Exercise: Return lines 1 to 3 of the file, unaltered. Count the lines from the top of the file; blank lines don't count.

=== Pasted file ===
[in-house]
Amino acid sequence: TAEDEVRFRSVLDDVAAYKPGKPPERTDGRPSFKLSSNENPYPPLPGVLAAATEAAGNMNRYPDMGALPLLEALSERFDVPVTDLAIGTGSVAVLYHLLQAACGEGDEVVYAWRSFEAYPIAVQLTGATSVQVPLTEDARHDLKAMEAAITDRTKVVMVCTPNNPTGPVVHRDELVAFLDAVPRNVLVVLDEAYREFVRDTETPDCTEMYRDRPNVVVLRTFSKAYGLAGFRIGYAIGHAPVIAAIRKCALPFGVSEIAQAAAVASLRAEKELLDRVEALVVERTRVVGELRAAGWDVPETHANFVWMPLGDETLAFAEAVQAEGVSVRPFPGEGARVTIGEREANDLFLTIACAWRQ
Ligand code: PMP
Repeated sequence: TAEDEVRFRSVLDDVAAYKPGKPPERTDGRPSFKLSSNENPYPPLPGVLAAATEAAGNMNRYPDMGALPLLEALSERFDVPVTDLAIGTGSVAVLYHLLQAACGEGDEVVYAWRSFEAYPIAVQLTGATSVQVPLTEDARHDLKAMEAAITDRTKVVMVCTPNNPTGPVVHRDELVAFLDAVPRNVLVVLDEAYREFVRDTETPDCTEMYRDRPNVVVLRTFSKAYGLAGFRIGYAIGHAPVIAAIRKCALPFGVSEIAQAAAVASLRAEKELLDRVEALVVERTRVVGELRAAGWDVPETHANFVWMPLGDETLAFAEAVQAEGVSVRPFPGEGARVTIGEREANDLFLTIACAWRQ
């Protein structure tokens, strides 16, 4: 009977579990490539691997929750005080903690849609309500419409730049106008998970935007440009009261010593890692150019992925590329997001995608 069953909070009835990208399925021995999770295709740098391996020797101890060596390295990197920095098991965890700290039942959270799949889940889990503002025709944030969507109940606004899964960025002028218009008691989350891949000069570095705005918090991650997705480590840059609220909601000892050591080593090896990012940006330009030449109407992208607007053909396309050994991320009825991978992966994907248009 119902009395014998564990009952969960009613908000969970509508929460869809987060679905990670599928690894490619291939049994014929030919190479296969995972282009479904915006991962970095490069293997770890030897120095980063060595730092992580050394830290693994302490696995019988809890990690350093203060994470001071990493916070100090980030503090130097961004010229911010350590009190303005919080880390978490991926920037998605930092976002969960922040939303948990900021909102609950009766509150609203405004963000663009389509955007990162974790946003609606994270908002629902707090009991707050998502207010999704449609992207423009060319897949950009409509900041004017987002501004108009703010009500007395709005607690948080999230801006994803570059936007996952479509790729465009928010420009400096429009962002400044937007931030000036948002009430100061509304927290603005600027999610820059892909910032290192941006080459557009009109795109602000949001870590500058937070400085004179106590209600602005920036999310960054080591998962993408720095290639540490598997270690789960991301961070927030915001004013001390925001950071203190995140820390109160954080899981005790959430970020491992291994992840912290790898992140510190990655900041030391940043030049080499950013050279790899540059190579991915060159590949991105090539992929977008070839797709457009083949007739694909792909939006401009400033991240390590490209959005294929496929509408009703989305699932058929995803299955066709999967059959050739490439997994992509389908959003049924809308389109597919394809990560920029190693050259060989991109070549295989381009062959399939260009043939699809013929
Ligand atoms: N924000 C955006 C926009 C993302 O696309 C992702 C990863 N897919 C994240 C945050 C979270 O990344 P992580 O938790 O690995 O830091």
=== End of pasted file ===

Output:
[in-house]
Amino acid sequence: TAEDEVRFRSVLDDVAAYKPGKPPERTDGRPSFKLSSNENPYPPLPGVLAAATEAAGNMNRYPDMGALPLLEALSERFDVPVTDLAIGTGSVAVLYHLLQAACGEGDEVVYAWRSFEAYPIAVQLTGATSVQVPLTEDARHDLKAMEAAITDRTKVVMVCTPNNPTGPVVHRDELVAFLDAVPRNVLVVLDEAYREFVRDTETPDCTEMYRDRPNVVVLRTFSKAYGLAGFRIGYAIGHAPVIAAIRKCALPFGVSEIAQAAAVASLRAEKELLDRVEALVVERTRVVGELRAAGWDVPETHANFVWMPLGDETLAFAEAVQAEGVSVRPFPGEGARVTIGEREANDLFLTIACAWRQ
Ligand code: PMP